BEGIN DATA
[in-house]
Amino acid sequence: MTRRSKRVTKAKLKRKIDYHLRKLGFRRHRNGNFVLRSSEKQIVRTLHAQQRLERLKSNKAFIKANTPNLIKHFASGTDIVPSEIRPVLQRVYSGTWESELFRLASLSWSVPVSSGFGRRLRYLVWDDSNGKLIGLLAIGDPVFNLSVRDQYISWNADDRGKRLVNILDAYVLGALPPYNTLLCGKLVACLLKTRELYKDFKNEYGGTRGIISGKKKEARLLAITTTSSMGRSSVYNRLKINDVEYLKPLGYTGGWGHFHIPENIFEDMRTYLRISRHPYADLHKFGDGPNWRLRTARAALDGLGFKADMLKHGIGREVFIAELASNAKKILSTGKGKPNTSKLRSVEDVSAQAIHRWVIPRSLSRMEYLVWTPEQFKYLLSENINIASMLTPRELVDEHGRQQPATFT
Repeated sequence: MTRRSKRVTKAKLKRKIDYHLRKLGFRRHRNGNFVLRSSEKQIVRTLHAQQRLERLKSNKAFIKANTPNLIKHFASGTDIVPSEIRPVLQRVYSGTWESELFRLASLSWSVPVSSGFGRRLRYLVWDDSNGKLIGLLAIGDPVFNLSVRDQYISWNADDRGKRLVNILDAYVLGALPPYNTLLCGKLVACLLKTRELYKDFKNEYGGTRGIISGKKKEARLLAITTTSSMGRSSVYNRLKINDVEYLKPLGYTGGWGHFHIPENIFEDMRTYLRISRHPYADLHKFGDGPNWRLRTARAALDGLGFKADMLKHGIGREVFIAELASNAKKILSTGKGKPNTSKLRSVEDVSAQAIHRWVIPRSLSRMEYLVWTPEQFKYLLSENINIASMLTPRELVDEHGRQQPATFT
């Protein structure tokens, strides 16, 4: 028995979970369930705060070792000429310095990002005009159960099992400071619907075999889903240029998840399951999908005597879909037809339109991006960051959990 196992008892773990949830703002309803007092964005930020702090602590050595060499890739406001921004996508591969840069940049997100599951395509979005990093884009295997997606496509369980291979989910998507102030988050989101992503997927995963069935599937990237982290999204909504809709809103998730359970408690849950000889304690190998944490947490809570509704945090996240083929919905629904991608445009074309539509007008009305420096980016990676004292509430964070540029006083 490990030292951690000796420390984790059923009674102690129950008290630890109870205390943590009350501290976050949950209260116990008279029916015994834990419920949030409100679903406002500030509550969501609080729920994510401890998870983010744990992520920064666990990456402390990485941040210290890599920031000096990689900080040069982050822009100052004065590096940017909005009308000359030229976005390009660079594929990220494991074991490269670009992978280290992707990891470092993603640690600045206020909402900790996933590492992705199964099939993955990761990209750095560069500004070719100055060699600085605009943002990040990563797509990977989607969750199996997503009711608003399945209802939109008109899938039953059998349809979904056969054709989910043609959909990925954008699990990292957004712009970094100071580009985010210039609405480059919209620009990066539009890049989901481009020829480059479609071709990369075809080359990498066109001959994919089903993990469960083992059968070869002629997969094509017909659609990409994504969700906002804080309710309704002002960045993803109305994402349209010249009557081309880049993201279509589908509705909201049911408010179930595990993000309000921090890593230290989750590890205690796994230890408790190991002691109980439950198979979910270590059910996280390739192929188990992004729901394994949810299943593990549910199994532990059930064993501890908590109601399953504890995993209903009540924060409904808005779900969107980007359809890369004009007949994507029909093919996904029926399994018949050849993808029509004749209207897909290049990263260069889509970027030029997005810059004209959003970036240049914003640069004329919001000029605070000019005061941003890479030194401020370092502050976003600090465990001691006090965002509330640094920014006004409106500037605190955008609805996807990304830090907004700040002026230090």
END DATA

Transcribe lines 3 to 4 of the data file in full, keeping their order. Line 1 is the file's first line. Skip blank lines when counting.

Repeated sequence: MTRRSKRVTKAKLKRKIDYHLRKLGFRRHRNGNFVLRSSEKQIVRTLHAQQRLERLKSNKAFIKANTPNLIKHFASGTDIVPSEIRPVLQRVYSGTWESELFRLASLSWSVPVSSGFGRRLRYLVWDDSNGKLIGLLAIGDPVFNLSVRDQYISWNADDRGKRLVNILDAYVLGALPPYNTLLCGKLVACLLKTRELYKDFKNEYGGTRGIISGKKKEARLLAITTTSSMGRSSVYNRLKINDVEYLKPLGYTGGWGHFHIPENIFEDMRTYLRISRHPYADLHKFGDGPNWRLRTARAALDGLGFKADMLKHGIGREVFIAELASNAKKILSTGKGKPNTSKLRSVEDVSAQAIHRWVIPRSLSRMEYLVWTPEQFKYLLSENINIASMLTPRELVDEHGRQQPATFT
């Protein structure tokens, strides 16, 4: 028995979970369930705060070792000429310095990002005009159960099992400071619907075999889903240029998840399951999908005597879909037809339109991006960051959990 196992008892773990949830703002309803007092964005930020702090602590050595060499890739406001921004996508591969840069940049997100599951395509979005990093884009295997997606496509369980291979989910998507102030988050989101992503997927995963069935599937990237982290999204909504809709809103998730359970408690849950000889304690190998944490947490809570509704945090996240083929919905629904991608445009074309539509007008009305420096980016990676004292509430964070540029006083 490990030292951690000796420390984790059923009674102690129950008290630890109870205390943590009350501290976050949950209260116990008279029916015994834990419920949030409100679903406002500030509550969501609080729920994510401890998870983010744990992520920064666990990456402390990485941040210290890599920031000096990689900080040069982050822009100052004065590096940017909005009308000359030229976005390009660079594929990220494991074991490269670009992978280290992707990891470092993603640690600045206020909402900790996933590492992705199964099939993955990761990209750095560069500004070719100055060699600085605009943002990040990563797509990977989607969750199996997503009711608003399945209802939109008109899938039953059998349809979904056969054709989910043609959909990925954008699990990292957004712009970094100071580009985010210039609405480059919209620009990066539009890049989901481009020829480059479609071709990369075809080359990498066109001959994919089903993990469960083992059968070869002629997969094509017909659609990409994504969700906002804080309710309704002002960045993803109305994402349209010249009557081309880049993201279509589908509705909201049911408010179930595990993000309000921090890593230290989750590890205690796994230890408790190991002691109980439950198979979910270590059910996280390739192929188990992004729901394994949810299943593990549910199994532990059930064993501890908590109601399953504890995993209903009540924060409904808005779900969107980007359809890369004009007949994507029909093919996904029926399994018949050849993808029509004749209207897909290049990263260069889509970027030029997005810059004209959003970036240049914003640069004329919001000029605070000019005061941003890479030194401020370092502050976003600090465990001691006090965002509330640094920014006004409106500037605190955008609805996807990304830090907004700040002026230090």